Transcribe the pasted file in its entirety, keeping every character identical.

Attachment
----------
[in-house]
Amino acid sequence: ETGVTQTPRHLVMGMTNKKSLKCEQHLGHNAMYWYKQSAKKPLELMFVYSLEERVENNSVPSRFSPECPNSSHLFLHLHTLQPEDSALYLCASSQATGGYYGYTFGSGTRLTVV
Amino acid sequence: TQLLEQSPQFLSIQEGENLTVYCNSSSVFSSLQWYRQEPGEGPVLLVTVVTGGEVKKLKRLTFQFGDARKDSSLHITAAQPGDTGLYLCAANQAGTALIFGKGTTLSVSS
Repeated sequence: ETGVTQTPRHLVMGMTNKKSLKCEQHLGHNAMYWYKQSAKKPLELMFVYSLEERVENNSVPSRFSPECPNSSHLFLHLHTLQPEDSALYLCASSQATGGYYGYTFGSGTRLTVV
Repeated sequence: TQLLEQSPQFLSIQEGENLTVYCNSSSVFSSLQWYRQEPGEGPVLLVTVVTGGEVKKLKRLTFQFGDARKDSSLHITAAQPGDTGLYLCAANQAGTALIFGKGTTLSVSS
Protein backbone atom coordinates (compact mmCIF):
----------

[in-house]
Amino acid sequence: ETGVTQTPRHLVMGMTNKKSLKCEQHLGHNAMYWYKQSAKKPLELMFVYSLEERVENNSVPSRFSPECPNSSHLFLHLHTLQPEDSALYLCASSQATGGYYGYTFGSGTRLTVV
Amino acid sequence: TQLLEQSPQFLSIQEGENLTVYCNSSSVFSSLQWYRQEPGEGPVLLVTVVTGGEVKKLKRLTFQFGDARKDSSLHITAAQPGDTGLYLCAANQAGTALIFGKGTTLSVSS
Repeated sequence: ETGVTQTPRHLVMGMTNKKSLKCEQHLGHNAMYWYKQSAKKPLELMFVYSLEERVENNSVPSRFSPECPNSSHLFLHLHTLQPEDSALYLCASSQATGGYYGYTFGSGTRLTVV
Repeated sequence: TQLLEQSPQFLSIQEGENLTVYCNSSSVFSSLQWYRQEPGEGPVLLVTVVTGGEVKKLKRLTFQFGDARKDSSLHITAAQPGDTGLYLCAANQAGTALIFGKGTTLSVSS
Protein backbone atom coordinates (compact mmCIF):